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CEW Bean, Pillars of Bathurst

CEW Bean, Pillars of Bathurst

Pillars of Bathurst Cultural Garden
Stanley Street
Bathurst NSW, 2300

Amongst an arrangement of historic verandah posts commemorating Bathurst’s prominent citizens is a memorial to CEW Bean, Australia’s official First World War historian and founder of the Australian War Memorial. It stands in a cultural garden along with memorials which include the Wiradjuri leader and warrior Windradyne, Blair Anderson Wark VC and the Federation activist William Astley.

Charles Edwin Woodrow Bean was born at Bathurst on 18 November 1879, where his father was headmaster at All Saints’ College. Charles began his education at the college before his father took the family to England in 1889. In England he completed his schooling and studied law at Oxford. He was called to the Bar in 1903 but returned to Sydney and took up full-time journalism with The Sydney Morning Herald.

In August 1914 he won a ballot to accompany the AIF as a war correspondent when it sailed for Egypt. He was a civilian but accorded the honorary rank of captain.

He landed at Gallipoli on 25 April 1915 and was the only war correspondent to remain until the December evacuation. Under heavy fire at Cape Helles he assisted the wounded and was recommended for the Military Cross, but being a civilian he was ineligible.  At Lone Pine in August 1915 he was wounded but refused to leave the peninsula.

From 1916 to 1918 he witnessed almost every major battle that the AIF engaged in on the Western Front. After visiting the battlefield at Pozières in August 1916, Bean first mentioned his thoughts on establishing an Australian war memorial museum, to his batman Staff Sergeant Arthur Bazley. In 1919 he returned to Gallipoli to study the battlefield and report on how the Australian graves should be maintained.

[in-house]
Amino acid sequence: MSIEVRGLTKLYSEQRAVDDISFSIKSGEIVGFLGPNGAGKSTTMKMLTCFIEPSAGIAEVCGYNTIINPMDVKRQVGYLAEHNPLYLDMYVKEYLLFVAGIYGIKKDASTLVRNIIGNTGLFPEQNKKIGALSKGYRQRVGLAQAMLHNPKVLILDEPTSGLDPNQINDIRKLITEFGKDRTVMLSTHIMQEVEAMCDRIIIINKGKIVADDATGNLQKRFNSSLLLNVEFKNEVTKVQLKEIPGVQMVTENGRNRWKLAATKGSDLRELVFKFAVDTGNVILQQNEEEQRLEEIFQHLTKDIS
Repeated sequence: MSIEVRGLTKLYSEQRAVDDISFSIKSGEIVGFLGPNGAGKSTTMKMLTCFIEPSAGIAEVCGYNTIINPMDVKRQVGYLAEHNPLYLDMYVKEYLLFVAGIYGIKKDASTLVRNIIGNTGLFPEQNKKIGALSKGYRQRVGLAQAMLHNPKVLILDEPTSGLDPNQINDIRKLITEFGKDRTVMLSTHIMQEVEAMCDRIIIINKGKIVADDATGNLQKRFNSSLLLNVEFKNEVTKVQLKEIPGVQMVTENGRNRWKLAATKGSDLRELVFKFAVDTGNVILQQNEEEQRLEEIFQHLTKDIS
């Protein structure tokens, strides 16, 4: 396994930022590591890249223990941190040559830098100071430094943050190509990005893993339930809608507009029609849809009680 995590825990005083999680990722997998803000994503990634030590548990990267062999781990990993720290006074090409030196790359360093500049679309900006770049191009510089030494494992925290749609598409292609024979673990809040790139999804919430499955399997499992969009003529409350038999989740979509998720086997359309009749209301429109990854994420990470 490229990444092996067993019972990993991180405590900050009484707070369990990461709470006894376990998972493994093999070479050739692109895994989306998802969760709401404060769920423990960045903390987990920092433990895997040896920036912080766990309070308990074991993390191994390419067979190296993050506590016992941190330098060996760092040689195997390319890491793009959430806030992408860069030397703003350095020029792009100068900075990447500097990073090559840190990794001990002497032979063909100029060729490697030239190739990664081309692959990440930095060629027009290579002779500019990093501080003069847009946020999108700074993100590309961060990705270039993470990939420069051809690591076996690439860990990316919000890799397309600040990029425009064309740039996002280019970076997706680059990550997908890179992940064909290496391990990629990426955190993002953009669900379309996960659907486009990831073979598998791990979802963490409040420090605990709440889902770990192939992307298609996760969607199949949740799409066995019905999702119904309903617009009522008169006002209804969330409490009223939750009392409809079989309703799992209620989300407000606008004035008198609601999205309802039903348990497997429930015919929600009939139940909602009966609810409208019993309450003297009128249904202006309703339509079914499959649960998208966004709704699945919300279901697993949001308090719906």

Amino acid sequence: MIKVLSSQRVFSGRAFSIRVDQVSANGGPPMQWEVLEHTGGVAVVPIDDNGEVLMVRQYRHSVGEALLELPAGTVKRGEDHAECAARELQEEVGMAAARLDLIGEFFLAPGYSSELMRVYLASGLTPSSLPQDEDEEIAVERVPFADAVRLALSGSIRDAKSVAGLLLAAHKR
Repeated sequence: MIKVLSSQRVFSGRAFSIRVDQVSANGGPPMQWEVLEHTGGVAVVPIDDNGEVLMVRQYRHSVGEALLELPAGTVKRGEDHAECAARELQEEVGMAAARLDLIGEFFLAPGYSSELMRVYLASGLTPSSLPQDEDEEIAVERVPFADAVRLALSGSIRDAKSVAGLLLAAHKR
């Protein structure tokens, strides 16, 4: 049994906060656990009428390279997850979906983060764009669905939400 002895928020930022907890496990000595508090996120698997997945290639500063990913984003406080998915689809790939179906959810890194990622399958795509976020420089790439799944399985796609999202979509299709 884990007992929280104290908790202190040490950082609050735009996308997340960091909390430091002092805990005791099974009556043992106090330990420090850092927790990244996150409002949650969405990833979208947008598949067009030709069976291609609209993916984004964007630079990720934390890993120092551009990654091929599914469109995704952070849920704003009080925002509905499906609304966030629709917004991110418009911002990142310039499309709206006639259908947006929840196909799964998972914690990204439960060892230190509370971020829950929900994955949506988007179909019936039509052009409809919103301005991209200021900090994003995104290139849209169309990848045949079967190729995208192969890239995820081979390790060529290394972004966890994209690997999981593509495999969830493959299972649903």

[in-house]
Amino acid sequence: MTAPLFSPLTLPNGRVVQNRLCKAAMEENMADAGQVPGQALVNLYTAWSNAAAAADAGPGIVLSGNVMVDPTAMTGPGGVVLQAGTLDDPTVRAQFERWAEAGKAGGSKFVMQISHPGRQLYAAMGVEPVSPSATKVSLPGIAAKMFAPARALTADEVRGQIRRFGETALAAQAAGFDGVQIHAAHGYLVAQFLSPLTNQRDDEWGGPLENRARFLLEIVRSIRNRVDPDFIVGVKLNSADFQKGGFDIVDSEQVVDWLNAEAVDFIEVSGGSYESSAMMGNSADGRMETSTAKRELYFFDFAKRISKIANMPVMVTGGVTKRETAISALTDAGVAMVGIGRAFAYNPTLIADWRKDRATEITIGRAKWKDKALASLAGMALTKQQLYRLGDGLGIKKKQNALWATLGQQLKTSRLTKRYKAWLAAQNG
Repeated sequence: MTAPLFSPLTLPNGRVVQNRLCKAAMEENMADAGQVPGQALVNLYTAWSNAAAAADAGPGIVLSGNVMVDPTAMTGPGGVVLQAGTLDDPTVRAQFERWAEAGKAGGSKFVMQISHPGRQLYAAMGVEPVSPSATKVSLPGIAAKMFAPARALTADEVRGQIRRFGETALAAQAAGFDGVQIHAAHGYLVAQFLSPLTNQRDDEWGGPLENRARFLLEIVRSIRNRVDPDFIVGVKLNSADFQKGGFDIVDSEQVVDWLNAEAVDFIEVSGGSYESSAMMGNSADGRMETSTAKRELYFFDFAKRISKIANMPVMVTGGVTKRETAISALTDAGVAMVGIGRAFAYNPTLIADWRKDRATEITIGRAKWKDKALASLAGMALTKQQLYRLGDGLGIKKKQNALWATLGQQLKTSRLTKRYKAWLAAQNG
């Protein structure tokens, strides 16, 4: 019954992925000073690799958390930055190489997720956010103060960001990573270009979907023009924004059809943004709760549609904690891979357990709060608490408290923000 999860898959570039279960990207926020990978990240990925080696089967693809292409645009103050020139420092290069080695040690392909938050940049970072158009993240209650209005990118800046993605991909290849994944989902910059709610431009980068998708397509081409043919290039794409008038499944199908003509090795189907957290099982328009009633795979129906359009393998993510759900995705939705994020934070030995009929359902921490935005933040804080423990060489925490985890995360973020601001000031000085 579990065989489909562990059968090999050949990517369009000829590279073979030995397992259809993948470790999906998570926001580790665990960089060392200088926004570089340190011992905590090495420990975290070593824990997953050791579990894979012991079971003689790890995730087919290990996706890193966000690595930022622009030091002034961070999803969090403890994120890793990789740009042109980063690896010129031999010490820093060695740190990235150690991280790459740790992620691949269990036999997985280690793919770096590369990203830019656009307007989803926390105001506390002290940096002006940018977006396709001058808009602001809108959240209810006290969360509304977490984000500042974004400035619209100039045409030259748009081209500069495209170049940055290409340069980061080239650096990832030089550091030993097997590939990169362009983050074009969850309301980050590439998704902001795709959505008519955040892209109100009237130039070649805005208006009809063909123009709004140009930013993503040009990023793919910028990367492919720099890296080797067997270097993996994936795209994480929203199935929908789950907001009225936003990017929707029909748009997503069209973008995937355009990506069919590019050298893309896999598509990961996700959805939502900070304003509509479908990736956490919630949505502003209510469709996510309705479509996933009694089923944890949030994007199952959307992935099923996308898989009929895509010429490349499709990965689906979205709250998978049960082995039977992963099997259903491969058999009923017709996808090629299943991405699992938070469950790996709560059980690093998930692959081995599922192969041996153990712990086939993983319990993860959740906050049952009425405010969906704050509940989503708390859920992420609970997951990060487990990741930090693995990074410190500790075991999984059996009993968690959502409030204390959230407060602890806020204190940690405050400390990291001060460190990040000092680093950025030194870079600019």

Fellow journalist Keith Murdoch wrote of Bean: 

No accounts of actions could be more accurate than his – no description of the men’s suffering and gallantry could be more sympathetic. He is always in the place where he can see and help most, however dangerous it may be.

During the war Bean filled more than two hundred notebooks that he later used to write his Official History of Australia in the War 1914–1918 between 1921 and 1943. He wrote numerous military and historical works and was awarded several honorary degrees, but he refused a knighthood.

He died on 30 August 1968 at Concord Repatriation General Hospital in Sydney, aged 84. He was survived by his wife Ethel ‘Effie’ and an adopted daughter, Joyce.

References

Australian dictionary of biography, Charles Edwin Woodrow Bean,KS Inglis,
http://adb.anu.edu.au/biography/bean-charles-edwin-5166

Service file of Captain Charles Edwin Woodrow Bean:
http://discoveringanzacs.naa.gov.au/browse/records/239744/12

Charles Bean, Ross Coulthart, Sydney, 2014

Gallipoli correspondent: the frontline diary of CEW Bean, Kevin Fewster, Sydney 1983

War correspondent Charles Bean, Gallipoli and the Anzacs
 
http://www.gallipoli.gov.au/battle-of-the-landing/charles-bean.php#

Australians on the Western Front 1914–1918   
http://www.ww1westernfront.gov.au/pozieres-australian-memorial/visiting-pozieres/charles-bean-at-pozieres.php

 

Further information        

Bathurst Regional Council
158 Russell Street
Bathurst NSW 2795

Email: council@bathurst.nsw.gov.au
Phone:  02 6333 6111
Mail: PMB 17, Bathurst NSW 2795